Help Desk Technician positions are often the entry-level step for people beginning a career in the IT field. Working at a help desk is a great way to gain knowledge of various hardware and software platforms, as well as develop problem-solving and communication skills. Patience, resourcefulness and a desire to help others are considered valuable soft skills for candidates applying to Help Desk Technician positions.
Though a bachelor’s degree is not often required to become a Help Desk Technician, people who want to pursue a four-year degree are encouraged to study disciplines like computer information systems (CIS), help desk administration, technical support, and network administration. Some candidates can be hired as Help Desk Technicians with just a specialized certificate in PC repair or IT/help desk support, instead of a formal degree. Candidates with industry certifications in IT infrastructure like CompTIA Server+ or specific platforms like Microsoft Technology Associate (MTA) are often considered attractive for Help Desk Technician positions.
Working as a Help Desk Technician is considered a great jumping-off point for a career in IT. Many Help Desk Technicians go on to positions as Database Administrators, IT Security Specialists, or Network Administrators. Other Help Desk Technicians remain in the support aspect of the IT field and become Help Desk Managers.
Nearly every organization has technology needs, and whether the organization has an in-house IT department with its own support staff or relies on support from its IT equipment and software vendors, the need for Help Desk Technicians will exist for years to come. However, some industry analysts foresee an increase in the use of chatbots and artificial intelligence (AI) to take care of simple support needs.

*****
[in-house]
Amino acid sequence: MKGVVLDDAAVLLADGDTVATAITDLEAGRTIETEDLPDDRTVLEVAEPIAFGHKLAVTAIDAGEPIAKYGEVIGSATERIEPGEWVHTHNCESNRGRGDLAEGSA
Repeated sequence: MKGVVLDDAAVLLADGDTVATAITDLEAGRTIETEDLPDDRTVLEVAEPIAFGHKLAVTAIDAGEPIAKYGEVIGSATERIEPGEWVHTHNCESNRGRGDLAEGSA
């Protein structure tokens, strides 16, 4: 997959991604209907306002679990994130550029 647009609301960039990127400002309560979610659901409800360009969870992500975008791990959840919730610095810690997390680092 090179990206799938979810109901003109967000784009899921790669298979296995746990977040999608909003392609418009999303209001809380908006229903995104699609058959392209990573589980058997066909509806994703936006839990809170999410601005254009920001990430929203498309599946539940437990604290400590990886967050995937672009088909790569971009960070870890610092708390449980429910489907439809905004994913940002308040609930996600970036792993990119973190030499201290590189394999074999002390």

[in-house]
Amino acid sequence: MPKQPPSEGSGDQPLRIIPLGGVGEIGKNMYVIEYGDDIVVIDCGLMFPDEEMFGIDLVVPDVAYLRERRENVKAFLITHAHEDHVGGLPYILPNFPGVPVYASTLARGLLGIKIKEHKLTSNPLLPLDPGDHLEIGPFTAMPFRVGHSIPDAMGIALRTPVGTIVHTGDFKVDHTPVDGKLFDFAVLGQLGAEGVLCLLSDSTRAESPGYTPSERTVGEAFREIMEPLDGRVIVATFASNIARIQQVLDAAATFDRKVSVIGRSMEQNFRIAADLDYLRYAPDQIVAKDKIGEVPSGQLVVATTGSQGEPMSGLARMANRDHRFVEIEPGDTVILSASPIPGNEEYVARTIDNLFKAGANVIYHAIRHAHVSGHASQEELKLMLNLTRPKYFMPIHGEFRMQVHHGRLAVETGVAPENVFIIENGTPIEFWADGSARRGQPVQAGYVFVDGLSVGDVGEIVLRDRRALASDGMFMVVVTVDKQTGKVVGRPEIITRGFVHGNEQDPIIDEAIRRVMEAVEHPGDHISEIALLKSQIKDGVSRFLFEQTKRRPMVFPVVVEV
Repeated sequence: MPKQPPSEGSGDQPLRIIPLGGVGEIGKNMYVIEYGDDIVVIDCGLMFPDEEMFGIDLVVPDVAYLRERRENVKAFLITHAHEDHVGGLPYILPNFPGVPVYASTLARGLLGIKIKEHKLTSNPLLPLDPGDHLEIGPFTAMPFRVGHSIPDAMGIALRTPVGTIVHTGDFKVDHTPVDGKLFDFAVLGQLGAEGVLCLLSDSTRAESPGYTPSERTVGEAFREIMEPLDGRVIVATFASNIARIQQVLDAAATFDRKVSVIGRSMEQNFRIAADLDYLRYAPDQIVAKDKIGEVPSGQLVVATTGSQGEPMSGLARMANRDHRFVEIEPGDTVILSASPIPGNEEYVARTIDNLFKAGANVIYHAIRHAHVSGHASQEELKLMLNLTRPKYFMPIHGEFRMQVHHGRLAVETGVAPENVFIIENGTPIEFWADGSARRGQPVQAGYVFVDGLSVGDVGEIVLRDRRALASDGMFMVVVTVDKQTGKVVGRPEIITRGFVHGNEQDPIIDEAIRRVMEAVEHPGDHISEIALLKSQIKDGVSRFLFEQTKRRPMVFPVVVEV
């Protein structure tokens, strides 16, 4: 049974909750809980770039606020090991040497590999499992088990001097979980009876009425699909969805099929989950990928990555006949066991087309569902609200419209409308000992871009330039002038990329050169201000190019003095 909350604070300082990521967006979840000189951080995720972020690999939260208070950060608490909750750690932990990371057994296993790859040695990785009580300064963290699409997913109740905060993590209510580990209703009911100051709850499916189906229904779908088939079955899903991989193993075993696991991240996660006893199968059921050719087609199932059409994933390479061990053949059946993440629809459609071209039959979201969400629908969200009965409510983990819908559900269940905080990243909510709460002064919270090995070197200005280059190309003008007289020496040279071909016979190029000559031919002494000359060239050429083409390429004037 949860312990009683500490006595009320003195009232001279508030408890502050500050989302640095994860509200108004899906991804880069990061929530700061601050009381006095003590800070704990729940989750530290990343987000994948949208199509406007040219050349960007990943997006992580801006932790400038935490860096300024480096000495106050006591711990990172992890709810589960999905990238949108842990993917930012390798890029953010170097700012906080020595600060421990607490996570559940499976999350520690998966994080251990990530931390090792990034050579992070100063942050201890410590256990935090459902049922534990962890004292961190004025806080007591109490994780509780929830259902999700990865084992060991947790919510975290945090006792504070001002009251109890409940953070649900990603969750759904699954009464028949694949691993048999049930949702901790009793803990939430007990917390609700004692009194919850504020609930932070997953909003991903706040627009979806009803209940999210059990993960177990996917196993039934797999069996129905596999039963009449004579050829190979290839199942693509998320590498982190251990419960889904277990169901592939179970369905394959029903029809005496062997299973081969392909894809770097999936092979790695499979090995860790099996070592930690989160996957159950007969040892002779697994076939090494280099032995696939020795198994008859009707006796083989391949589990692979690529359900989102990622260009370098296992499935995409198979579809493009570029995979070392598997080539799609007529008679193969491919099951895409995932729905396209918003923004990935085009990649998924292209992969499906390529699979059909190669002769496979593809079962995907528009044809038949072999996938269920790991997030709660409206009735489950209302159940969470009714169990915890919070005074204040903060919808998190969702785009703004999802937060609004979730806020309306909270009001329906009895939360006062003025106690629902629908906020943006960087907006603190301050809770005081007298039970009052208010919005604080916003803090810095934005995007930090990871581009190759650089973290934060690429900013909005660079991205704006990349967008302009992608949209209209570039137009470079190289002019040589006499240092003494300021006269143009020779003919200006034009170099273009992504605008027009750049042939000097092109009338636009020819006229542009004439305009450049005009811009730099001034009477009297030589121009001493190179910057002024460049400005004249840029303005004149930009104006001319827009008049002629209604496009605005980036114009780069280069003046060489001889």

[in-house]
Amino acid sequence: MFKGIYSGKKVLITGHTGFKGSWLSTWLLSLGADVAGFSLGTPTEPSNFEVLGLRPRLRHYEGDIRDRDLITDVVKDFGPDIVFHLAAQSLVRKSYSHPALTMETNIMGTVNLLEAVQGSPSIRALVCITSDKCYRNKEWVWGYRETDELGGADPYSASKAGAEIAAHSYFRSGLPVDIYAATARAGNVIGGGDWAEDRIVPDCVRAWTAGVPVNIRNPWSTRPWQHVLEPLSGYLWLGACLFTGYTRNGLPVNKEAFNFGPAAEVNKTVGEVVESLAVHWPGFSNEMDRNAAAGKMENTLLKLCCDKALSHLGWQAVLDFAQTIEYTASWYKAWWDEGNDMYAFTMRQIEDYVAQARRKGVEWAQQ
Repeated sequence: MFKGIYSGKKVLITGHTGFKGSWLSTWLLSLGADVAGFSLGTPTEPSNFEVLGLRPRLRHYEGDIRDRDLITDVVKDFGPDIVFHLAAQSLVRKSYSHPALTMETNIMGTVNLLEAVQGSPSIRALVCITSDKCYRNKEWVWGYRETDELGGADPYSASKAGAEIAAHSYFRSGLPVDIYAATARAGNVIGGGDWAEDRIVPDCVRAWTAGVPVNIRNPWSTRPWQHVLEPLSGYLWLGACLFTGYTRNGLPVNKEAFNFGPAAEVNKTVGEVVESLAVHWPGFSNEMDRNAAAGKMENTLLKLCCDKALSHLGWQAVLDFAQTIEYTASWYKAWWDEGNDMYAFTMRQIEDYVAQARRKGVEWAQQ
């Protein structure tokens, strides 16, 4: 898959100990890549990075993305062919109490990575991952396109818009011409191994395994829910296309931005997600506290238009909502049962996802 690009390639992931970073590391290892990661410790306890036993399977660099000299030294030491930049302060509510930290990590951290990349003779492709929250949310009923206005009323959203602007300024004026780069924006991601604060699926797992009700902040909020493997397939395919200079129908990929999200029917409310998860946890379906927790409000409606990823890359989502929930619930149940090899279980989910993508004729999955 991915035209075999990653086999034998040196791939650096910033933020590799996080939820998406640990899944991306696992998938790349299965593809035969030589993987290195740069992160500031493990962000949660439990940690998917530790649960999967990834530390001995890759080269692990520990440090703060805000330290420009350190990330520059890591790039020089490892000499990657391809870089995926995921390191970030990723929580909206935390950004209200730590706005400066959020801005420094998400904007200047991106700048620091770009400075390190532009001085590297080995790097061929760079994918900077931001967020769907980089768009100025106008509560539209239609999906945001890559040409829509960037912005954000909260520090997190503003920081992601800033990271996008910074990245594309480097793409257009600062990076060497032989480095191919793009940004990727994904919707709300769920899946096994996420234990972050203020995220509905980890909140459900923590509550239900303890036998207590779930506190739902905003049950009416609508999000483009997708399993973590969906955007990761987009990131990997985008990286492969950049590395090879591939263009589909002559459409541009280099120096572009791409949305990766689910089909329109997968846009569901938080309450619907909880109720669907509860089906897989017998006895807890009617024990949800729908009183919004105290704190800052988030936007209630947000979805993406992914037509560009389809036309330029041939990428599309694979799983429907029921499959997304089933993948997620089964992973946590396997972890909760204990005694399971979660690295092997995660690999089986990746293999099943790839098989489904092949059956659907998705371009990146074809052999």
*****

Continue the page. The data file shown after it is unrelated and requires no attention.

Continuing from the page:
However, according to the trade publication CIO, the transition to the use of some automated help desk applications doesn’t mean that the need for human Help Desk Technicians will go away. Instead, it could merely divert humans to doing the things humans are uniquely good at, like troubleshooting complex issues and providing exceptional customer service to users and clients.
While technical expertise will always be valuable to a Help Desk Technician, soft skills like communication, patience, and the desire to help people are also of value to companies when they look to hire a Help Desk Technician. Many industry observers see the technical support field drastically shifting to a more customer-focused model in the years to come.
As companies rely on technology more and more, the need for workers who can assist users and clients isn’t going anywhere. The demand for Help Desk Technicians is expected to grow.
According to the U.S. Bureau of Labor Statistics, the Computer Support Specialist field is expected to grow by 10 percent between 2018 and 2028, which is considered faster than average.
The typical work hours for a Help Desk Technician can vary, especially if they work for an organization with 24-hour support services. That means Help Desk Technicians could work varied shifts, including nights, weekends, and holidays.